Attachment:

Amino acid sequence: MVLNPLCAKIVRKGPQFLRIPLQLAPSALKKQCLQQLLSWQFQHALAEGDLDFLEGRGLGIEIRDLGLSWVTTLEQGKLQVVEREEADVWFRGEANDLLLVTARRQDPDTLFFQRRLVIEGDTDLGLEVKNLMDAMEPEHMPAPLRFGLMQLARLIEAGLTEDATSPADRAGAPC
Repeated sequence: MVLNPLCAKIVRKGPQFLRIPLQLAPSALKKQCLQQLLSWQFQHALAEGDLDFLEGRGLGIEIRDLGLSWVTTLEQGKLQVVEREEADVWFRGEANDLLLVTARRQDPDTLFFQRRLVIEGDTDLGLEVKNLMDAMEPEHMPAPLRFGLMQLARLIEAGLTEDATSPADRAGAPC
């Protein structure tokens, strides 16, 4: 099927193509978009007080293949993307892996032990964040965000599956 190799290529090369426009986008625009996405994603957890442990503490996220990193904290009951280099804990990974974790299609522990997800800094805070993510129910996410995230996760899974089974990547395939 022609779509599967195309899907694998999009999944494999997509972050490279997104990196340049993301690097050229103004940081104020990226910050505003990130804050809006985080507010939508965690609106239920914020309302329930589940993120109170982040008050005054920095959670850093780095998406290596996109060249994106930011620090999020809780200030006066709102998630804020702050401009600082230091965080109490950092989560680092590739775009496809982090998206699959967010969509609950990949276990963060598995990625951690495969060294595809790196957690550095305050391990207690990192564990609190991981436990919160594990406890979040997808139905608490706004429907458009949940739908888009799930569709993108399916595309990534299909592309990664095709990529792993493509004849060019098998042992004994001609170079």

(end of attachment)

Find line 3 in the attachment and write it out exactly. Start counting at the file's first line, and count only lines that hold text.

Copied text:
């Protein structure tokens, strides 16, 4: 099927193509978009007080293949993307892996032990964040965000599956 190799290529090369426009986008625009996405994603957890442990503490996220990193904290009951280099804990990974974790299609522990997800800094805070993510129910996410995230996760899974089974990547395939 022609779509599967195309899907694998999009999944494999997509972050490279997104990196340049993301690097050229103004940081104020990226910050505003990130804050809006985080507010939508965690609106239920914020309302329930589940993120109170982040008050005054920095959670850093780095998406290596996109060249994106930011620090999020809780200030006066709102998630804020702050401009600082230091965080109490950092989560680092590739775009496809982090998206699959967010969509609950990949276990963060598995990625951690495969060294595809790196957690550095305050391990207690990192564990609190991981436990919160594990406890979040997808139905608490706004429907458009949940739908888009799930569709993108399916595309990534299909592309990664095709990529792993493509004849060019098998042992004994001609170079």